Advocates of change who argue that the inevitable tensions and hostility that will result will be temporary or can be handled with “zero tolerance” policies or vigorous “leadership” regarding sexual harassment need to take notice of a recent survey of Air Force Academy cadets. Women were first admitted to the service academies in 1976 and after numerous scandals and thirty-four years of “sensitivity training” the current survey shows that:

“Gender is the primary reason that cadets and permanent party personnel responded they have experienced or witnessed harassment or discrimination .... Women said they experienced (39 percent) and/or witnessed (75 percent) discrimination or harassment due to their gender. While men experienced (4 percent) and/or witnessed (10 percent) discrimination or harassment at a lower rate, it is still an issue, Colonel Therianos said.

Both men and women responded that women are generally less accepted in the Cadet Wing, but the acceptance rate has improved since 2007. Acceptance trends are generally positive in other areas as well, with the exception of sexual preference: 17 percent of cadets who responded said they have become less accepting of gays and lesbians since coming to the Air Force Academy.”


Claims by advocates of change that the military needs the services of this currently excluded group are also greatly exaggerated. All the services are currently meeting recruiting goals and the simple fact is that while 13,000 gays and lesbians have been dismissed from the service since the law was passed, that is over a time period of seventeen years, or on average, only 765 per year. In 2009, the number was down to 428. In addition, all three services and their reserve components met 100% of their recruiting goals for 2009 and 2010.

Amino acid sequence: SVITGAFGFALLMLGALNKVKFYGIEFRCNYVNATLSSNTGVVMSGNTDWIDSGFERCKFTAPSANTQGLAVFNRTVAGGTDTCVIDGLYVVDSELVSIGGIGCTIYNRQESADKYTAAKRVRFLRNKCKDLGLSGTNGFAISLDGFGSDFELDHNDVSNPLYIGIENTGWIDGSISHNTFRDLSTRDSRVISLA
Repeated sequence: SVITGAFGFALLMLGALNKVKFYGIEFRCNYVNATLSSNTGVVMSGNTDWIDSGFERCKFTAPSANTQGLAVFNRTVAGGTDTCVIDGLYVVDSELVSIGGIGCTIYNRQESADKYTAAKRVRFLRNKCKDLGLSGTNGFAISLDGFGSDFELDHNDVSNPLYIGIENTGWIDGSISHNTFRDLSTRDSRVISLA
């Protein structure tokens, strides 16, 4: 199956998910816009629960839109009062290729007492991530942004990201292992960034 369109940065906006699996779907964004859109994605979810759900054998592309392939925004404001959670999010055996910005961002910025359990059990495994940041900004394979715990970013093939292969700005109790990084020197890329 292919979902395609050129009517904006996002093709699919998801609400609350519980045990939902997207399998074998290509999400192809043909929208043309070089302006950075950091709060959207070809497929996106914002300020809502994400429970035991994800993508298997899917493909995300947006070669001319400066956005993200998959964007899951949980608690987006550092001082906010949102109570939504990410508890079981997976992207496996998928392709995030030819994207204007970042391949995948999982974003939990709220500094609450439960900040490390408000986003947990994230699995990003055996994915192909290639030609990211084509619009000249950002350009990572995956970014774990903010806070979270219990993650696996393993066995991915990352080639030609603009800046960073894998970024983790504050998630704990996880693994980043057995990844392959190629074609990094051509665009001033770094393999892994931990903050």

Simply revoking DADT to allow homosexuals to serve openly in the military opens the door to a number of other issues. Currently five states and the District of Columbia allow same sex marriage. If DADT is revoked, the federal government i.e. the Defense Dept. will not be able to recognize any such marriages occurring between service members because of the federal Defense of Marriage Act signed by President Clinton in 1996. Issues of dependent privileges i.e. housing, travel, medical, etc. will generate more lawsuits. A federal judge in July of 2010 has already ruled that the Defense of Marriage Act is unconstitutional so the issue of gay military dependents will at least be delayed until that issue also is decided by the Supreme Court.

In the end, the federal judges and Supreme Ct. justices, none of whom have served in the military, who have or will make these important decisions will not concern themselves with the practical effects of the law but will in all probability take a more narrow academic approach and the U.S. will, for better or worse follow the lead of its Canadian and European allies. This is not an automatic recommendation for any military policy however. The Canadian armed forces are tiny and in spite of a token presence in the middle east conflicts and a history of UN peacekeeping missions, has a very limited role in international security. German soldiers in Afghanistan were limited by policy to mostly non-combat activities and were forbidden to fight at night. The Netherlands and Belgium, both NATO members, allow their militaries to be unionized, thus encouraging collective bargaining with regard to pay and working conditions. America's unique role as the major player in international security should afford the application of its own standards.